The Irish superstars played to around 50,000 fans during their first ever show in Turkey, at Istanbul's Ataturk Olympic Stadium.

Faux pas: sometimes it's best to keep your mouth shut. Even if you're Bono.

The concert has coincided with a contraversial point in Turkey's history: on September 12 the country's people will vote on a constitutional referendum that will change the constitution made exactly 30 years ago. The changes will mean civilian courts will be more powerful than their military counterparts, and women and children will have more rights. However, opponents claim the referendum will give the government more control over the courts.

So when Bono spoke after the band's first number (Beautiful Day) about walking from west to east across the Bosphorus with State Minister and EU chief negotiator Egemen Bagis, a strong supporter of the referendum, the crowd reacted with boos and jeers. Ever the charmer, Bono backpedalled with quick assurances that he wouldn't talk politics, and instead began to wax lyrical about Turkey's global importance. Wise move, Bono.

Istanbul is this year's European Capital of Culture, and many see the U2 gig as a jewel in the crown of the city's events.

See a few of the pictures here.

Friday, 3 September 2010

Hugh Grant: rug smuggler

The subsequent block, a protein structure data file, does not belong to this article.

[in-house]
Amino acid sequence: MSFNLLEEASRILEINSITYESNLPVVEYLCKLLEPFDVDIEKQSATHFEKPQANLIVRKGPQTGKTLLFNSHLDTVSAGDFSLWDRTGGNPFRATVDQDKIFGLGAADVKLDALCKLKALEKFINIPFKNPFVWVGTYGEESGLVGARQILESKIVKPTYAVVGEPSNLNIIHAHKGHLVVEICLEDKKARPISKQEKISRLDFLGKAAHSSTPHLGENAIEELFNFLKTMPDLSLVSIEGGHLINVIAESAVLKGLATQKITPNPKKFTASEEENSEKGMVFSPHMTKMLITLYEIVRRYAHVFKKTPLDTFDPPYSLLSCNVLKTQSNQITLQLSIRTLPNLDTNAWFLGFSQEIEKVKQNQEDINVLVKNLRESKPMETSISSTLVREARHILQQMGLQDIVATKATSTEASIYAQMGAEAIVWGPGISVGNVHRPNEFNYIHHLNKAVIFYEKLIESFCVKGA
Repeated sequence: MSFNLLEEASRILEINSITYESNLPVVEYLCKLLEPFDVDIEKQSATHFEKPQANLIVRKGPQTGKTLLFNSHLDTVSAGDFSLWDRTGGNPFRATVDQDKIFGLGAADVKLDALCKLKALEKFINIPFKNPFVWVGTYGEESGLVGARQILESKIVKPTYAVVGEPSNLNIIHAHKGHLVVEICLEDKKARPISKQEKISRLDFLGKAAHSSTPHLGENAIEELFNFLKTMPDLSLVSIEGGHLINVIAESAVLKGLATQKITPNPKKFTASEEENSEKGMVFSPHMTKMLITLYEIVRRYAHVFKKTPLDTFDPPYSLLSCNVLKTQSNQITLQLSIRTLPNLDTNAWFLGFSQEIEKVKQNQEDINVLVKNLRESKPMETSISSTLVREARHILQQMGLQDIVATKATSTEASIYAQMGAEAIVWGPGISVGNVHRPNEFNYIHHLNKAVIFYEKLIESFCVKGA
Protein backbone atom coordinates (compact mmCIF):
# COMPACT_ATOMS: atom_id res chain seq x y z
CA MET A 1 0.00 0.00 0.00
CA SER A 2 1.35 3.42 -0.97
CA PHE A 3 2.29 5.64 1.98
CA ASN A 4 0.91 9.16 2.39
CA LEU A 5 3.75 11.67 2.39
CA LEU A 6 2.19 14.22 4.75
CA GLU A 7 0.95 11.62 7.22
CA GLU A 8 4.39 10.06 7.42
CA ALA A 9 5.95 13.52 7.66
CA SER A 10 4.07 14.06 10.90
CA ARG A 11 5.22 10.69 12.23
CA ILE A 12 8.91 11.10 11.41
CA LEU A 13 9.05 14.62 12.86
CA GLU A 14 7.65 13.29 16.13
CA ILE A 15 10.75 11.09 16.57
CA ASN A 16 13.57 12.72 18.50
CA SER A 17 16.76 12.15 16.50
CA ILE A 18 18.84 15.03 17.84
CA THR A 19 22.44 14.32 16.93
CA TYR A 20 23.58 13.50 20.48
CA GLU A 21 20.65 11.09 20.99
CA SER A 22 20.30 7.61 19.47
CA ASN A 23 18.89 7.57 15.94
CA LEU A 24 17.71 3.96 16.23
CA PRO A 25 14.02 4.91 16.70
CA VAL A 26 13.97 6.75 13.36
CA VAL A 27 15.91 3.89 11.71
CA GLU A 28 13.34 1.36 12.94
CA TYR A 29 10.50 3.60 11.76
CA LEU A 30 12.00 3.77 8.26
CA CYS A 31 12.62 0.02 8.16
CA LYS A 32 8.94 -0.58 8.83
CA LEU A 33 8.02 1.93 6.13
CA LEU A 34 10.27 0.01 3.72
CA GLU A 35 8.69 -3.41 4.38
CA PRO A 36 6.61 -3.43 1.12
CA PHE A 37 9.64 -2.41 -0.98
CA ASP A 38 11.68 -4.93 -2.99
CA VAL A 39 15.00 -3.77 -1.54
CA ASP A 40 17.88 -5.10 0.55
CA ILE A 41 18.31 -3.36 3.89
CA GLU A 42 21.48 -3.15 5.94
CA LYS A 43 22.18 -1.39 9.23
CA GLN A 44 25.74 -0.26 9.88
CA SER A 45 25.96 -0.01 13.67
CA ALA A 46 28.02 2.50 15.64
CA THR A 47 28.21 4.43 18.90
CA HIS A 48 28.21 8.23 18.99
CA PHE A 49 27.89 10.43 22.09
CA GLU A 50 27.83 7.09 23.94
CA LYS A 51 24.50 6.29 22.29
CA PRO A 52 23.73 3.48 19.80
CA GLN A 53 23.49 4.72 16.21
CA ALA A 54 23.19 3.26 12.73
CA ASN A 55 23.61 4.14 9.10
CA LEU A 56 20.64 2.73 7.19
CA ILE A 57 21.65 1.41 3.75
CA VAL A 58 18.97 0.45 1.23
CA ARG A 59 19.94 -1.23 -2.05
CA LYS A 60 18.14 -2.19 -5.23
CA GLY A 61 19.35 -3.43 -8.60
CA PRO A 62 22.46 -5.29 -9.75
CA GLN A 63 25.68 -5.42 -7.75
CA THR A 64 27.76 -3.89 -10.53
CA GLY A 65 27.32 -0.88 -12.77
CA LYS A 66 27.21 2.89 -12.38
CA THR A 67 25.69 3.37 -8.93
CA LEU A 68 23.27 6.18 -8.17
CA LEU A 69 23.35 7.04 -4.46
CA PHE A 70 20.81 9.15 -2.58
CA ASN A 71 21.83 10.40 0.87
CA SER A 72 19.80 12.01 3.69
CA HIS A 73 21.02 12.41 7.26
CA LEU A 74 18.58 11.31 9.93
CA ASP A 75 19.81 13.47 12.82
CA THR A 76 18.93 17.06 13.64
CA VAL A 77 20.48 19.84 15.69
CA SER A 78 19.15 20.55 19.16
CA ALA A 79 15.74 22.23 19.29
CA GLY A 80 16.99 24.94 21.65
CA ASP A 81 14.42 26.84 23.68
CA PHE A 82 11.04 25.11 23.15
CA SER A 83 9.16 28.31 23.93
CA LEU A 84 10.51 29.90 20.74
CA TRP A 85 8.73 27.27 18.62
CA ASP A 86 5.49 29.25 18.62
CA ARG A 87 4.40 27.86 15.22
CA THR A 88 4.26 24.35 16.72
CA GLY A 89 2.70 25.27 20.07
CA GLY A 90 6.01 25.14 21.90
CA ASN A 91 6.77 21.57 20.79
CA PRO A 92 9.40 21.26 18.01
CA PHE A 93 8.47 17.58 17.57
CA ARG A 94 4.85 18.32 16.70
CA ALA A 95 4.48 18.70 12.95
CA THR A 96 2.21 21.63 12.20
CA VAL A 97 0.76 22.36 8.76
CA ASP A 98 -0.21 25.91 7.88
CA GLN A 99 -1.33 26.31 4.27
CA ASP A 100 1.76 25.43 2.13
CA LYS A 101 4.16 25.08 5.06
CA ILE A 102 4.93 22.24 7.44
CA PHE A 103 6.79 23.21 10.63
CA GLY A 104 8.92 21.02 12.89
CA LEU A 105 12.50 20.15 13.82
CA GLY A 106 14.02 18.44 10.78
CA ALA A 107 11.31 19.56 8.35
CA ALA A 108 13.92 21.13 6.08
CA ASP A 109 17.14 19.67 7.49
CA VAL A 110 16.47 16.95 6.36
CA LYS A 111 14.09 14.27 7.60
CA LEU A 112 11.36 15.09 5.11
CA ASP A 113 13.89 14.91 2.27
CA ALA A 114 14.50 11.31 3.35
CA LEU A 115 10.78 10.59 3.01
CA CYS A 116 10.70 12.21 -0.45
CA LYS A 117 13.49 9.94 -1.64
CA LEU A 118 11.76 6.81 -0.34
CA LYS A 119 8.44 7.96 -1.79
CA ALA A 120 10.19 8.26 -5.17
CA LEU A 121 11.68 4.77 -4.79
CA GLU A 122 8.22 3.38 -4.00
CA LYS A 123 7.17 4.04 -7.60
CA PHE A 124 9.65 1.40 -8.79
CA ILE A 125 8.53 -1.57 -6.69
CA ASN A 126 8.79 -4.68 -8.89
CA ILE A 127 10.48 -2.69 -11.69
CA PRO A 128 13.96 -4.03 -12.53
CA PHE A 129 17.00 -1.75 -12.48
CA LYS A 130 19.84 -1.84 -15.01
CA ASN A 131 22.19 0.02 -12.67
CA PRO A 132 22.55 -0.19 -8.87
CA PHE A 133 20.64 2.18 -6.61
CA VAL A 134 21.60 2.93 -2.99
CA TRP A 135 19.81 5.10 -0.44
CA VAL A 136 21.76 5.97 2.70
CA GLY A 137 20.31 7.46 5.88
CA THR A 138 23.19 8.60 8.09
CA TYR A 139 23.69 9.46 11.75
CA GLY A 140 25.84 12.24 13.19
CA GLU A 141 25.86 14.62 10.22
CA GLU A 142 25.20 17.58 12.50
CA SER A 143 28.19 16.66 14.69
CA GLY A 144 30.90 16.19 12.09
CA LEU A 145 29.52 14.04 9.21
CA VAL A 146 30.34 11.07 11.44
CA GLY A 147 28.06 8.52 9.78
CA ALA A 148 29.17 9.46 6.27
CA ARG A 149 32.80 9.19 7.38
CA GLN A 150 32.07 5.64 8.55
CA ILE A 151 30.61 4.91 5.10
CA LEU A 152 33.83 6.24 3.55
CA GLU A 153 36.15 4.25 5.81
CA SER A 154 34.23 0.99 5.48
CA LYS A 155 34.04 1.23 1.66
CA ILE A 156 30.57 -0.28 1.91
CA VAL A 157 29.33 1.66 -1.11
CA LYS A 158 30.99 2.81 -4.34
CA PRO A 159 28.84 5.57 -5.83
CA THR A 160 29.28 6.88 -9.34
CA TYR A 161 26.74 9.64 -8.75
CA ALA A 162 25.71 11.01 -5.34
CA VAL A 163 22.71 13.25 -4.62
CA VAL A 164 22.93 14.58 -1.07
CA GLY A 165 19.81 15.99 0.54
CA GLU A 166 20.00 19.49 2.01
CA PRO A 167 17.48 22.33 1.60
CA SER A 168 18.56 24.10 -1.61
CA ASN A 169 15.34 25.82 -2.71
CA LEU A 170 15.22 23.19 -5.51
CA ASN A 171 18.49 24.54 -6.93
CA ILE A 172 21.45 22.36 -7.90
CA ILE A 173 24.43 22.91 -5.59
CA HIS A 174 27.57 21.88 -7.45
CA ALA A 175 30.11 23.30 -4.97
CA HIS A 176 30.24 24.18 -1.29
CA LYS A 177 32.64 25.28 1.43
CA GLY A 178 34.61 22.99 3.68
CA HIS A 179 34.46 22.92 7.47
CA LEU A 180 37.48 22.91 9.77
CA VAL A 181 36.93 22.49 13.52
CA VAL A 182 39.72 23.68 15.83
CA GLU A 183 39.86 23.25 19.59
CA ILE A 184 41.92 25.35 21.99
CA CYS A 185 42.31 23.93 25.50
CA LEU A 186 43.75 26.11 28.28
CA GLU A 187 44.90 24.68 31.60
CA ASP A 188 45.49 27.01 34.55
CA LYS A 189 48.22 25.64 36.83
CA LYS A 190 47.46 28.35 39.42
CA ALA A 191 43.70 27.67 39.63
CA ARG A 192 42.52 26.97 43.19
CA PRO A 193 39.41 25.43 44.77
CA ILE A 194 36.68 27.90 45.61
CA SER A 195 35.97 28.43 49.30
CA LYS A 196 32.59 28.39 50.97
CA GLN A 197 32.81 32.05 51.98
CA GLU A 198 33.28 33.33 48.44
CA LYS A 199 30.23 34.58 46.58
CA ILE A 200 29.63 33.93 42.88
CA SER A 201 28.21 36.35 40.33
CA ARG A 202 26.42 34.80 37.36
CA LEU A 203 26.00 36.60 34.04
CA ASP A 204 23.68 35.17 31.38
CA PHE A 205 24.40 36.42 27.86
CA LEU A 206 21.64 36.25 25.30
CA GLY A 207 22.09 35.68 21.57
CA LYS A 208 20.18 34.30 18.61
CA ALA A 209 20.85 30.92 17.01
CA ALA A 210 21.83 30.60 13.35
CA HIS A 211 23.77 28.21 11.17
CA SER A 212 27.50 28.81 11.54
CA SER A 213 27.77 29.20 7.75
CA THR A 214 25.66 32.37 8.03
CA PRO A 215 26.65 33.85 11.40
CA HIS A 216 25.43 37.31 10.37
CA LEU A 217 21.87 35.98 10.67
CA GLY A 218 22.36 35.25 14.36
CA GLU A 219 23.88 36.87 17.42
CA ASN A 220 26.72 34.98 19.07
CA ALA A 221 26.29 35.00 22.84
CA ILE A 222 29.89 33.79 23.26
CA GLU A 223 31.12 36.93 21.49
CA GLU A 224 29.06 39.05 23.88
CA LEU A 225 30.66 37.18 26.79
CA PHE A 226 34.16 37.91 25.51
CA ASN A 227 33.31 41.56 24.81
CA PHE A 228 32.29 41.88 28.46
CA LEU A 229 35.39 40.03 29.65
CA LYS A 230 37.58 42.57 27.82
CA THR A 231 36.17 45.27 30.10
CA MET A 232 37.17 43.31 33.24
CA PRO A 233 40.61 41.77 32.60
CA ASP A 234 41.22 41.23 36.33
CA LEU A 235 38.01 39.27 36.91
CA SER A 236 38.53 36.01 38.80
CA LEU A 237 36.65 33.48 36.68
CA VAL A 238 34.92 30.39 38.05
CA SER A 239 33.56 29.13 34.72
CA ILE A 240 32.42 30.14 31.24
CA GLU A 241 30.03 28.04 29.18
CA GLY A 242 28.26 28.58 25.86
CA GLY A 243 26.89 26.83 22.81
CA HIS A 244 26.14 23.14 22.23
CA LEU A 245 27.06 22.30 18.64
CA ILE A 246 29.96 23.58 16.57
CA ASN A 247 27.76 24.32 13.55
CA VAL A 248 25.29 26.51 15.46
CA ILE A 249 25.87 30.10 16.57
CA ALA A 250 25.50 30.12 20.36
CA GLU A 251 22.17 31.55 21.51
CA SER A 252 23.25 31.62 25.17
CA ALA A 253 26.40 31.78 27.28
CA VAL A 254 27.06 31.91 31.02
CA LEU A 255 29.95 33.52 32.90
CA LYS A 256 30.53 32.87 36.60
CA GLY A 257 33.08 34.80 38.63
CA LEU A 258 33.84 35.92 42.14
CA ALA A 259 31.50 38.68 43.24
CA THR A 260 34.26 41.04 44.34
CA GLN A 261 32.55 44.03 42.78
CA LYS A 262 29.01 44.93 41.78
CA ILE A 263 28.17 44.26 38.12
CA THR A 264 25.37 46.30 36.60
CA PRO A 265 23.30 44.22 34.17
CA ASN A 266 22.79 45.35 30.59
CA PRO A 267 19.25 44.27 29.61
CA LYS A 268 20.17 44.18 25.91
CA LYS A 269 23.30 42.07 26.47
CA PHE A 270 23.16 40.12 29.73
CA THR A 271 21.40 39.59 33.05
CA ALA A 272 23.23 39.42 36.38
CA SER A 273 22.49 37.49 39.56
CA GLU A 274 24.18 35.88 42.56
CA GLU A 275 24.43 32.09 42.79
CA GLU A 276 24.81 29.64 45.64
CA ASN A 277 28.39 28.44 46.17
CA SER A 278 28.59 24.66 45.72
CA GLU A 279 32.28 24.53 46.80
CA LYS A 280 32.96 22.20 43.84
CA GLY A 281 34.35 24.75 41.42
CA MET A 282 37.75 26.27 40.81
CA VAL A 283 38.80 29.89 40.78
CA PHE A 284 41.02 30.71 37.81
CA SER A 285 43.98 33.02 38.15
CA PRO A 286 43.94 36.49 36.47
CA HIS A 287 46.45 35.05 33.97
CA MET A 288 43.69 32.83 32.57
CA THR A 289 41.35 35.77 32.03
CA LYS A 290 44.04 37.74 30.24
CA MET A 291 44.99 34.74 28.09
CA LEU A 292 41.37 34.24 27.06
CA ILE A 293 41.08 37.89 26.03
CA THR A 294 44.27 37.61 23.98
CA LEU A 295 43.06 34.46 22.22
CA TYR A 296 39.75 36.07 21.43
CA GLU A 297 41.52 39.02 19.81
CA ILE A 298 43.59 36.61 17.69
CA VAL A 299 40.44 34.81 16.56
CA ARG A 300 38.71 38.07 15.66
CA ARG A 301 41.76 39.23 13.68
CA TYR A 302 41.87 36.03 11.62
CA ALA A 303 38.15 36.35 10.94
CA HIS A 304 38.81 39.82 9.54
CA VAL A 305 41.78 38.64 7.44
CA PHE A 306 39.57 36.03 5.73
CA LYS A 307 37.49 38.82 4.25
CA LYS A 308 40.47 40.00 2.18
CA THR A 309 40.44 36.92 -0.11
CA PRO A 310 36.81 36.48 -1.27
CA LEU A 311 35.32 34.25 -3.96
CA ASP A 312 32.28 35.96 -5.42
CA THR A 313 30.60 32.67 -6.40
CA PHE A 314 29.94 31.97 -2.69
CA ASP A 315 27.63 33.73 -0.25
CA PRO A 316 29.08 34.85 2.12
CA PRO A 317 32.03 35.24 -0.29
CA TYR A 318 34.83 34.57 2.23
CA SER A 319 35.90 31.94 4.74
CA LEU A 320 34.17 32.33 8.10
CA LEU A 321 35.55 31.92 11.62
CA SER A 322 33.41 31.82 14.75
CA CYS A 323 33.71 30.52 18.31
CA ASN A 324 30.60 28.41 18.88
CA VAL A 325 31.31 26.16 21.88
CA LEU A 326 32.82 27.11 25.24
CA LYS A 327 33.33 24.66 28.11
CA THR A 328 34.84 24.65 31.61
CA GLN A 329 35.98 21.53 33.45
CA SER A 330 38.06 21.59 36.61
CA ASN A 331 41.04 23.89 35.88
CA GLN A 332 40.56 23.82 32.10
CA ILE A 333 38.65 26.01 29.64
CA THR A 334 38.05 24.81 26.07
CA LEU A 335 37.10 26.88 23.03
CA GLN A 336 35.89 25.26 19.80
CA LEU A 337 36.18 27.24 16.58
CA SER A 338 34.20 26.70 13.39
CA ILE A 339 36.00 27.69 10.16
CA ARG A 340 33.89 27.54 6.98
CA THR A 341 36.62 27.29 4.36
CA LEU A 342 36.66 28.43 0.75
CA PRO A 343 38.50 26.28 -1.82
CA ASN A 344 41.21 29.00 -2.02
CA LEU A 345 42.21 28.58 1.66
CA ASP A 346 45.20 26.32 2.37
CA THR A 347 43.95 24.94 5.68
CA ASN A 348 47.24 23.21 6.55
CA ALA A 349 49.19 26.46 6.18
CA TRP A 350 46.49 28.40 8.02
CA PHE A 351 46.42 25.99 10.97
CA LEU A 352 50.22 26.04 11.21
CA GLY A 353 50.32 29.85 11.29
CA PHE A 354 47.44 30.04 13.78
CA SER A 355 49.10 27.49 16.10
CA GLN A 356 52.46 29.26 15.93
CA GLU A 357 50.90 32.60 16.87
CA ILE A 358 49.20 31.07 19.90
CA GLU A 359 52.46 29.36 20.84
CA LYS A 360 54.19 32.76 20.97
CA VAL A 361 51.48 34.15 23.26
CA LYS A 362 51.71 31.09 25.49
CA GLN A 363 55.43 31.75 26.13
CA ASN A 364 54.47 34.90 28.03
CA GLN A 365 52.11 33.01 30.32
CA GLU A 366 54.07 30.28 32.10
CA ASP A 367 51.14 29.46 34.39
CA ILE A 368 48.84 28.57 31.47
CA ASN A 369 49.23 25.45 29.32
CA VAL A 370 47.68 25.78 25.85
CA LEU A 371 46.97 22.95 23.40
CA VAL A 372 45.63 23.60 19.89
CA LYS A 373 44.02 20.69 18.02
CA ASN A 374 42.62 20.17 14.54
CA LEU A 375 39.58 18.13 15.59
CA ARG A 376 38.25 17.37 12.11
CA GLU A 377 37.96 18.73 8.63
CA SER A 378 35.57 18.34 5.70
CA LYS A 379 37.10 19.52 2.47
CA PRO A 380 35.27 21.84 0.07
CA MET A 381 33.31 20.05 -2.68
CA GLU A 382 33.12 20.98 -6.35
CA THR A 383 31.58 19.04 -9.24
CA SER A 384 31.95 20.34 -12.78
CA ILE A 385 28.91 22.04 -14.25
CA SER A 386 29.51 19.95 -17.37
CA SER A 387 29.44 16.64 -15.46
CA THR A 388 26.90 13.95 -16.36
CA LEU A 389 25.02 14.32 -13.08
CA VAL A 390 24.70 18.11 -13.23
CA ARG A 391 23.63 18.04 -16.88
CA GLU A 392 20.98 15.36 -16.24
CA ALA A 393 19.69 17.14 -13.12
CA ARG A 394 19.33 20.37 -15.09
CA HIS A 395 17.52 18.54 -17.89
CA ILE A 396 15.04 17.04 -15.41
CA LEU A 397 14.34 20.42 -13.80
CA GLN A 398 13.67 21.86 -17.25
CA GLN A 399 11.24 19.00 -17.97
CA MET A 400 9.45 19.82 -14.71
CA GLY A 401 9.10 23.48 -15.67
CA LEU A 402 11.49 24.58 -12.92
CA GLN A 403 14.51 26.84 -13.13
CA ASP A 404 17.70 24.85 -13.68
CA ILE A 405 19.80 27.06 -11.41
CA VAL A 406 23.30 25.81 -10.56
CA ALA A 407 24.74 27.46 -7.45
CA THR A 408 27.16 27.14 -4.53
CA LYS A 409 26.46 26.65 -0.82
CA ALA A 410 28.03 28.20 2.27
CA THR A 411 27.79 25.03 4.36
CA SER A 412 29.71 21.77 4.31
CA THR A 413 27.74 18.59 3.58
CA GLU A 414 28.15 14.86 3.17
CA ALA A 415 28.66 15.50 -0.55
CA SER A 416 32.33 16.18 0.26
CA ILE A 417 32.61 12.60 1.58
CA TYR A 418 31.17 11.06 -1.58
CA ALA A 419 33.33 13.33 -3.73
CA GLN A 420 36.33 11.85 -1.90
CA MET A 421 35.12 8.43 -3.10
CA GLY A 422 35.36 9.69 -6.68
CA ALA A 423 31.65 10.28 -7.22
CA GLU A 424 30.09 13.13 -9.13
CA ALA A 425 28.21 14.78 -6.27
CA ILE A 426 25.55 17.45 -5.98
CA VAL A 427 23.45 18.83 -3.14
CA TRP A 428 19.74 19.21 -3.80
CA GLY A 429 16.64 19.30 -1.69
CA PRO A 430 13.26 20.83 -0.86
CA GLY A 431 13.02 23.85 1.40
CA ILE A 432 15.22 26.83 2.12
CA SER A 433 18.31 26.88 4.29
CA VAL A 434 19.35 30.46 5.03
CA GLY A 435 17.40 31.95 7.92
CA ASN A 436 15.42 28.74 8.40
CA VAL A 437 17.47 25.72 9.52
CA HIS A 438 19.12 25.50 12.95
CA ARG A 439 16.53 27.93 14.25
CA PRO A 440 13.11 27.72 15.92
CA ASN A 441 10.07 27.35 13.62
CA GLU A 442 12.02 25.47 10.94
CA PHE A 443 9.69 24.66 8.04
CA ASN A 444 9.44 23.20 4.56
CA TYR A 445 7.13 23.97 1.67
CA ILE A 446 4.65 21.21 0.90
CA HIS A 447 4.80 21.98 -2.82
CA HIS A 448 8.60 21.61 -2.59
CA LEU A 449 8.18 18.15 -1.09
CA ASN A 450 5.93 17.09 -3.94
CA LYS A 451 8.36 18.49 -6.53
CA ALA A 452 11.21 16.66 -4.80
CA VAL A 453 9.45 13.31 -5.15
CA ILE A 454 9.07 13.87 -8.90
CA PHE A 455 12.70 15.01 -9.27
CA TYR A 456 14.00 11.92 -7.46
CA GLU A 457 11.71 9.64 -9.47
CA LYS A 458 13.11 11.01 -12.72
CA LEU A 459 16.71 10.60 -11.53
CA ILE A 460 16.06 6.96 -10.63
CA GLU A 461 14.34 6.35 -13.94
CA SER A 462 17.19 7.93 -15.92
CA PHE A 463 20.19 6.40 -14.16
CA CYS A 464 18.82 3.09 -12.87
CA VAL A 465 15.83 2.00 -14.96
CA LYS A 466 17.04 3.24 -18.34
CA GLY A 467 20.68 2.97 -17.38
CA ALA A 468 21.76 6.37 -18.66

We all know about Hugh Grant’s arrest for his LA liaison back in 1995.

But the flop-haired star has something even worse hidden up his sleeve. Grant has recently confessed to being a rug smuggler.

That’s right – the Four Weddings and a Funeral star told OK Magazine how he once tried to smuggle top Turkish rugs through British customs. He was caught and arrested at the airport for evading duty on imported goods.


"I've been arrested... for smuggling. I smuggled. It was a very long time ago. I was coming back from Antalya with a girlfriend with some rugs. We were such idiots. We came through an airport in the middle of the night and thought no one would check. So we went through (the) 'nothing to declare' (channel), but were stopped.”

The actor and his girlfriend of the moment were arrested and eventually sentenced to death. No – not really. But however did this one get by the paps, Hugh?

Wednesday, 1 September 2010

Buying property in Turkey - the hidden costs